Even if tires
are in date, look closely. If they have had "tire shine" put on them to make them look good, the shine will suck the oils out of the rubber and cause fine weather checking. You want tires
that are clean but not shiny/slick
Mine needs a good cleaning and recalking but I don't think it has leaked. I see no evidence of it and it has spent much of its life under cover or in a garage.
As already noted, things like propane
cylinders, and dates on detectors are important. Propane
bottles not so much, they only require a visual inspection and stamp applied at the 12 year point, so if not rusty, dented or have broken welds on the foot ring or handle, and they are the OPD type (triangular valve knob) then they are OK. If they have the old type knobs it is impossible to get them filled and not worth attempting to replace the valve. Cheapest price on 30 lb propane
tanks is about $60 off of Amazon for tanks made in Thailand (they look nice and meet all DOT specs, I bought a pair) and it will cost you $50 or $60 to get them filled. Manchester cylinder will cost a bunch more and are really not any better.
Flame King 30 lp cylinder, $60
Worthington 30 lb cylinder, $92
Manchester 30 lb cylinder, $75
I had to replace the LP gas detector, and didn't like the surface mount one Bigfoot
had installed. When I removed it, it looked crazy with all the holes in the wood behind the detector, it was original but someone poked about a dozen screw holes or larger in the wood to mount it, I installed a flush mount model that also had a CO detector in it, and was brown to blend with the wood. You can save a few bucks with the LP only detector and even save more buying the original style, ugly, protruding type detector, but I feel this is a worthwhile upgrade to have it flushed in and get the dual sensor.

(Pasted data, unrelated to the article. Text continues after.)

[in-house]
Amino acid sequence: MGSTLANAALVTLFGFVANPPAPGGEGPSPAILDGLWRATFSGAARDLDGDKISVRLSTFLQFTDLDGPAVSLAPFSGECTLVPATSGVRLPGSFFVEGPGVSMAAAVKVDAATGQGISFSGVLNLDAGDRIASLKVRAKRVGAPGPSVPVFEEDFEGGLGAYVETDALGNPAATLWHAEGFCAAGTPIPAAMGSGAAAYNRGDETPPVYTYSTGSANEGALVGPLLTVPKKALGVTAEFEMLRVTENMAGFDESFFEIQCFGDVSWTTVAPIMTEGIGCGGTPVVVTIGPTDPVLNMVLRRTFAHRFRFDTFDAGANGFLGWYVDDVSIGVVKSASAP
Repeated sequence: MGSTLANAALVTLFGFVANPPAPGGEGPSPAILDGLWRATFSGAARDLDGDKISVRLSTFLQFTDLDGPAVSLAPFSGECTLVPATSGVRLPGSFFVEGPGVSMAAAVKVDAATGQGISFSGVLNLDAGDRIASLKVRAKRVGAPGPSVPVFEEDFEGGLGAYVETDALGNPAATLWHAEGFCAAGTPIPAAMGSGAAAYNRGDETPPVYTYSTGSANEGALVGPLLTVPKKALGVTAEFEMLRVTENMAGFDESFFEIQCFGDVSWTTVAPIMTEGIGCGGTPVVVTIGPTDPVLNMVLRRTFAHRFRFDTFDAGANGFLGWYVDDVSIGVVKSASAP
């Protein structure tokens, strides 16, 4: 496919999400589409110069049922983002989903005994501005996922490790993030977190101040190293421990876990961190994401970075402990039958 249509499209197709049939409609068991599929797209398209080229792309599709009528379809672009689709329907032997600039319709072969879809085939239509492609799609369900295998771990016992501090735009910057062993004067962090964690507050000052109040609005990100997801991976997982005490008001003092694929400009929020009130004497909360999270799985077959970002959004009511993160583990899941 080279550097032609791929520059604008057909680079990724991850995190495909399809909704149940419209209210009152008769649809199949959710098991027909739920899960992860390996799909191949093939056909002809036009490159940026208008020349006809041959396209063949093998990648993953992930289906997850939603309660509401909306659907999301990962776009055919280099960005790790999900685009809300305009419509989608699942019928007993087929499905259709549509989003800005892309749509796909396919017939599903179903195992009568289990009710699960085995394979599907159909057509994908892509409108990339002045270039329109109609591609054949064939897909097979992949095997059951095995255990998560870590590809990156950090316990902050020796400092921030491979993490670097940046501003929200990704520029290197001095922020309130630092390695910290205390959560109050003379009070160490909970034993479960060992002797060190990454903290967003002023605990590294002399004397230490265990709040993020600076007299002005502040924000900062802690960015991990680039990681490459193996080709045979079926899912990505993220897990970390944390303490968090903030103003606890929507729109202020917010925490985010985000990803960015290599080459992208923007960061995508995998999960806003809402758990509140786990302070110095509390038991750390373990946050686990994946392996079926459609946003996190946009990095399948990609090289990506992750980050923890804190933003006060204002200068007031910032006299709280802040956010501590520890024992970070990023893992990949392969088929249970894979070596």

Safe T Alert 35 dual LP/CO alarm $68
The ceiling mounted smoke/CO detector is battery
powered and I ordered the exact same unit from Amazon and installed it. You could get away with leaving the old base in place but the plastic had yellowed, so I carefully changed it out. Always use a hand screwdriver and NOT a power screwdriver to run screws. Power will strip them out in a heartbeat. Running by hand allows you to feel when the screw is tight.